Police Don't Need a Search Warrant to Use Your Cell Phone Records to Track Your Location. Will SCOTUS Do Something About it?
The Supreme Court is asked to give the third-party doctrine a second look.
In 1979 the U.S. Supreme Court ruled that law enforcement officials do not need a search warrant in order to obtain a suspect's telephone call records from that suspect's telephone company. According to the Court's opinion in Smith v. Maryland, "a person has no legitimate expectation of privacy in information he voluntarily turns over to third parties."
Also known as the third-party doctrine, this rule raises some significant questions in the age of the smart phone. After all, today's wireless companies don't just have a record of the numbers you dialed (or texted), they also have a record of your location when you dialed (or texted) them. Is that sort of personal information entitled to any meaningful protection under the Fourth Amendment?
The Supreme Court now has the opportunity to provide some fresh answers. On May 11 the justices will meet in their next private conference to consider the latest batch of cases up for possible review. Among those petitions are five cases that effectively ask the Court to give the third-party doctrine a second look. A definitive ruling by the Court against the government in any one of those five cases could reshape the landscape of Fourth Amendment law.
One of the five petitions deals with a case called Carpenter v. United States, a matter in which the FBI obtained, without a search warrant, the cell site data of several alleged armed robbers. Put differently, the authorities obtained the records of the various cell phone towers that handled the calls made by the suspects. The FBI then used that information to track the suspects' movements and pinpoint their locations during the times in which the robberies were committed.
According to the U.S. Court of Appeals for the 6th Circuit, which ruled in favor of the government's actions, "although the content of personal communications is private, the information necessary to get those communications from point A to point B is not." And "cell-site data," that court said, just "like mailing addresses, phone numbers, and IP addresses [are] information that facilitate personal communications, rather than part of the content of those communications themselves. The government's collection of business records containing these data therefore is not a search."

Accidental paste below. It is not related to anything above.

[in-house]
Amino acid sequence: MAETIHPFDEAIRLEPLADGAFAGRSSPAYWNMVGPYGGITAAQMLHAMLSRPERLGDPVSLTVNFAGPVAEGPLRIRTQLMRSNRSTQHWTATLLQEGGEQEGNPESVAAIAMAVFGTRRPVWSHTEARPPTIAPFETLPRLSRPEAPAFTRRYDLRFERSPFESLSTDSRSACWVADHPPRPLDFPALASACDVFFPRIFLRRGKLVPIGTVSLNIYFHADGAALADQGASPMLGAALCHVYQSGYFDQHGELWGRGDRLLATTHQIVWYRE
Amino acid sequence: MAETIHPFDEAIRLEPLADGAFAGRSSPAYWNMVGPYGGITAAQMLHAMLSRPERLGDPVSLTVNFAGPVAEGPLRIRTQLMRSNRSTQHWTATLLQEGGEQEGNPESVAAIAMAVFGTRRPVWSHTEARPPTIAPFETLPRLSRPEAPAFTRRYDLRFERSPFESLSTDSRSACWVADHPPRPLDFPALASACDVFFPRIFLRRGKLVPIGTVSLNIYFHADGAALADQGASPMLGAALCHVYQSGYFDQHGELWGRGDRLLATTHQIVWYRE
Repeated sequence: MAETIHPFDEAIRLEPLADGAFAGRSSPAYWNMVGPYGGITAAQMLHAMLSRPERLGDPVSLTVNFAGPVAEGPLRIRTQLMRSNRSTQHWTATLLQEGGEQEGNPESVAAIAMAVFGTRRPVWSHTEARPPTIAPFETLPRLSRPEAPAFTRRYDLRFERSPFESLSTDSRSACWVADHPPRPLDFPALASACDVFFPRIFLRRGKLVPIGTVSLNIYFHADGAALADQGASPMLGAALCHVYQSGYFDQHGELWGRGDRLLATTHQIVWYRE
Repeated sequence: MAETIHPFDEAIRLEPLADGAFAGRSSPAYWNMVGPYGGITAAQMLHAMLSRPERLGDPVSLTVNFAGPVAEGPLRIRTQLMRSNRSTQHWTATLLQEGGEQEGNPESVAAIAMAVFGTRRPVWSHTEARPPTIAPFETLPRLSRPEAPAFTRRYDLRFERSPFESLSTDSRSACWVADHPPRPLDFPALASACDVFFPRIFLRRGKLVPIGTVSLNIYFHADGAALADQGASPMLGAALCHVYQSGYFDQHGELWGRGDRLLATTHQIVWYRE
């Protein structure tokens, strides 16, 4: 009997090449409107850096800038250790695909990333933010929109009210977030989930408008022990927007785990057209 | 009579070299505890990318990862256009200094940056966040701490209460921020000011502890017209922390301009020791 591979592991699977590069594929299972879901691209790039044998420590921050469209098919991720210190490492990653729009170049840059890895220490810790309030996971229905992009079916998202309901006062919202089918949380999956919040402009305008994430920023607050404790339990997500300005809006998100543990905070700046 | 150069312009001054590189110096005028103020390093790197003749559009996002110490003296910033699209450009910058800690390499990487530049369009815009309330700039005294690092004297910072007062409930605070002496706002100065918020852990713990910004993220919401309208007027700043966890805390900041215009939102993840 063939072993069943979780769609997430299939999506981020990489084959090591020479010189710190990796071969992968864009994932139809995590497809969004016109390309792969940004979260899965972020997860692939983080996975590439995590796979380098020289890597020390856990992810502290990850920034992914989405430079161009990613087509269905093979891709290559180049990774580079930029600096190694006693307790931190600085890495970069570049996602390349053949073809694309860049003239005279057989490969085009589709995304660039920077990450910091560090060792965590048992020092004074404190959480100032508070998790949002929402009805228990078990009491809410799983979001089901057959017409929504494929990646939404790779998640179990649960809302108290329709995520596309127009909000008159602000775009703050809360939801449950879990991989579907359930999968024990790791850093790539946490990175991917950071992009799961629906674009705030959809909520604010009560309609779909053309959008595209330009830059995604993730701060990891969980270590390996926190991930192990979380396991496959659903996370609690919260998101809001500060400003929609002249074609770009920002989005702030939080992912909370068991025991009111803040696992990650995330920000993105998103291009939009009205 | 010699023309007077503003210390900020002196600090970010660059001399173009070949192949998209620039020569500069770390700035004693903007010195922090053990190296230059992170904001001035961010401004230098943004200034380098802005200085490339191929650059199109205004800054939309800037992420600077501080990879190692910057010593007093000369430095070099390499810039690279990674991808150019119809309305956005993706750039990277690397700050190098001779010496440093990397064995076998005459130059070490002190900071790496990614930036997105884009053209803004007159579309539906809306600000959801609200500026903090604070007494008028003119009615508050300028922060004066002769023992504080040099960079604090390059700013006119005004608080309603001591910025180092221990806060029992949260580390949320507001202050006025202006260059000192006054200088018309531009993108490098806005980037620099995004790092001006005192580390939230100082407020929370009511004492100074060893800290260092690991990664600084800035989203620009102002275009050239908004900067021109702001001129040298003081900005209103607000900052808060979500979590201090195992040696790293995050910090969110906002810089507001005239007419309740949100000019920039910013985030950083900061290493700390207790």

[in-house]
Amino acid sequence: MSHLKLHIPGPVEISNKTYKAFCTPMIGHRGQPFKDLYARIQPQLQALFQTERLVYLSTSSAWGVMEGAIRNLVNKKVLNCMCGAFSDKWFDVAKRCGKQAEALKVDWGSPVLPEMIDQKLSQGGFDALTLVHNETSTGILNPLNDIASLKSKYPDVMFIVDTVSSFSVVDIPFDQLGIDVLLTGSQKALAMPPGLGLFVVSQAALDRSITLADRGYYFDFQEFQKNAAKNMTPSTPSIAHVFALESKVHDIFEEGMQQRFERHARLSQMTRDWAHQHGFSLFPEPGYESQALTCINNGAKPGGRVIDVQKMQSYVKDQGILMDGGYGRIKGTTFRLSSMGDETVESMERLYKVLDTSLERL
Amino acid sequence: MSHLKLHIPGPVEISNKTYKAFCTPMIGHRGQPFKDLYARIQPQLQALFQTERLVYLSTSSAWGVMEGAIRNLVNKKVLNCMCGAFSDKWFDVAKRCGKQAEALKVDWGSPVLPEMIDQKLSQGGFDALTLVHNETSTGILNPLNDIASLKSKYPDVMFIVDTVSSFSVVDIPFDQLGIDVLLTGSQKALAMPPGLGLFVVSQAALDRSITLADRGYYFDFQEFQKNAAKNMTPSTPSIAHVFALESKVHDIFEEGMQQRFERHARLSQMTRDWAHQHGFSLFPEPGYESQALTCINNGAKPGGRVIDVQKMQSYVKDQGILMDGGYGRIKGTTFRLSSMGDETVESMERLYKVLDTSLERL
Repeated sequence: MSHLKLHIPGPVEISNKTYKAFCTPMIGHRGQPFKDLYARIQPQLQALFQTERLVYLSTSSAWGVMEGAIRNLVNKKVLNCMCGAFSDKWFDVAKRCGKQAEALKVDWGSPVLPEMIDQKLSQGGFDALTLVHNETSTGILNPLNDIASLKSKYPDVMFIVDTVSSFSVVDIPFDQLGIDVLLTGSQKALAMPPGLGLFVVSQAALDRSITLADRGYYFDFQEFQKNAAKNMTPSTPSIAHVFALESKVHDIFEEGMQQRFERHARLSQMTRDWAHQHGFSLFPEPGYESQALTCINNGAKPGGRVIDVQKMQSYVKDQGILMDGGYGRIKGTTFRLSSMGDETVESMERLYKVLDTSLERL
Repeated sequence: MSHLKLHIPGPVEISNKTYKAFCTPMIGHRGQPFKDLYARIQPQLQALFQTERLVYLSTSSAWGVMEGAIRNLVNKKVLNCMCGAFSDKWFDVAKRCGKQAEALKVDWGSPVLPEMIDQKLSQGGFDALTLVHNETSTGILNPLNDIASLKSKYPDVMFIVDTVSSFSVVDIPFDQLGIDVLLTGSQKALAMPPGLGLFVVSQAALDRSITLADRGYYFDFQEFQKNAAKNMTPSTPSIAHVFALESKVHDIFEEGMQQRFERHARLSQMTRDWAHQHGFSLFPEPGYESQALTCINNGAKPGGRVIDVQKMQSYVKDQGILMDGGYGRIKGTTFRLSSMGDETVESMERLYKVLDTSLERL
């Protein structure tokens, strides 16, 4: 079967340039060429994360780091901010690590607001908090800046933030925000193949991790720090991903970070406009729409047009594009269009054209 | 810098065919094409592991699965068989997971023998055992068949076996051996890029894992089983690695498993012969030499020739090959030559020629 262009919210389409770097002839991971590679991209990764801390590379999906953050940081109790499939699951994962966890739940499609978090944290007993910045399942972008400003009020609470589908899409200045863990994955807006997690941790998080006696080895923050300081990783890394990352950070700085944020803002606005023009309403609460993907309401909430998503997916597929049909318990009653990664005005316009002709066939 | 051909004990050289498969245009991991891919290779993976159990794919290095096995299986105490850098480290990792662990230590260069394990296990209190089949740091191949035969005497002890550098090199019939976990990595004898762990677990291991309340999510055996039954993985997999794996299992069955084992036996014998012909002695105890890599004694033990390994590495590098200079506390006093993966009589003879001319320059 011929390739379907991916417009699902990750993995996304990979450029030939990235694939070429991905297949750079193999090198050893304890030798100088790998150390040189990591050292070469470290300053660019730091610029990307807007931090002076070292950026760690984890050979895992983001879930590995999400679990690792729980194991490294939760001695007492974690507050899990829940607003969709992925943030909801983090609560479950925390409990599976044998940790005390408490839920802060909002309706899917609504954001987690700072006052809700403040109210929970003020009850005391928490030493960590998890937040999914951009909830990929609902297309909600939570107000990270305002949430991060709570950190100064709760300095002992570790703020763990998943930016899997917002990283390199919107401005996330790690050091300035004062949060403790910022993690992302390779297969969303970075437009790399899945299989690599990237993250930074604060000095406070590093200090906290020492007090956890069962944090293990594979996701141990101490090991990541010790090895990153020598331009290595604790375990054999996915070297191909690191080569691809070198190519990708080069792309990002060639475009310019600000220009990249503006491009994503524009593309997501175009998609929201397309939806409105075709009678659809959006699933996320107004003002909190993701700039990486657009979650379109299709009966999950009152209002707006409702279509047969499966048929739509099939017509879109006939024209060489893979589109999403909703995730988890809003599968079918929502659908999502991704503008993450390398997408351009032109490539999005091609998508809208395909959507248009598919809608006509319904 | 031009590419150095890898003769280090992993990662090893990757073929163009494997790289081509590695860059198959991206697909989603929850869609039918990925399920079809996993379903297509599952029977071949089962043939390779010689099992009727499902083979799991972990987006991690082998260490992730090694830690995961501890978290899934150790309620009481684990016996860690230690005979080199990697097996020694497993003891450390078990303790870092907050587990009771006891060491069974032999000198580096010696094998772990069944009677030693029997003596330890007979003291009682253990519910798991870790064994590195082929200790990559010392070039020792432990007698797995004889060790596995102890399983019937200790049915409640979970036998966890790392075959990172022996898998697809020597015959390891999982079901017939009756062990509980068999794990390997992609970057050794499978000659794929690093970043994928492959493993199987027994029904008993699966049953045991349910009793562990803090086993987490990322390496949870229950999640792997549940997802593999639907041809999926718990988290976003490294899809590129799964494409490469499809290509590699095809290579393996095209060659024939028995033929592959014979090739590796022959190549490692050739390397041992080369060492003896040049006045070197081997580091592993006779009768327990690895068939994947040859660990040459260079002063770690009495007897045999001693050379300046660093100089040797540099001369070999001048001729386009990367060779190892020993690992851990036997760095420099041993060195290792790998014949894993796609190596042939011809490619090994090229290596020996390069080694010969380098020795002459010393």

The petition in Graham v. United States presents a similar scenario. Here the government also obtained the cell site data of an alleged armed robber without first obtaining a search warrant. But the government initially lost this case before a three-judge panel of the U.S. Court of Appeals for the 4th Circuit, which found the government's actions to be unconstitutional under the Fourth Amendment. However, a full panel of 4th Circuit judges later reversed that decision.
"The question before us," the full 4th Circuit panel said, "is whether the government invades an individual's reasonable expectation of privacy when it obtains, from a third party, the third party's records, which permit the government to deduce location information." Unfortunately for the suspect, the ruling concluded, "under the third-party doctrine, an individual can claim 'no legitimate expectation of privacy' in information that he has voluntarily turned over to a third party." That suspect, Aaron Graham, is now urging the Supreme Court to overturn the 4th Circuit's ruling against him on the grounds that "mobile phone technology, including the use of passively generated [cell site location information], has outstripped the reasoning of Smith."
The three other related petitions now before SCOTUS proceed along similar lines. "Does the Fourth Amendment require law enforcement to obtain a warrant to acquire [cell site location information]?" asks Jordan v. United States. Did the U.S. Court of Appeals for the 7th Circuit get it wrong when it held "that individuals have no reasonable expectation of privacy in information held by a third party," queries Caira v. United States. Must law enforcement "secure a warrant to obtain real-time cellular-phone location data," inquires Rios v. United States.
All five of these pending petitions center on the same fundamental conflict: namely, the conflict between the Fourth Amendment right to be free from unreasonable search and seizure and the third-party doctrine's vast grant of warrantless search and seizure powers to law enforcement agencies.
Will the Supreme Court agree to hear one or more of these cases at its next private conference? At least one member of the Court seems inclined to do so. Writing in concurrence in the 2012 case of United States v. Jones, Justice Sonia Sotomayor wondered whether "it may be necessary to reconsider the premise that an individual has no reasonable expectation of privacy in information voluntarily disclosed to third parties." As Sotomayor noted, "people disclose the phone numbers that they dial or text to their cellular providers; the URLs that they visit and the e-mail addresses with which they correspond to their Internet service providers; and the books, groceries, and medications they purchase to online retailers…. I would not assume that all information voluntarily disclosed to some member of the public for a limited purpose is, for that reason alone, disentitled to Fourth Amendment protection."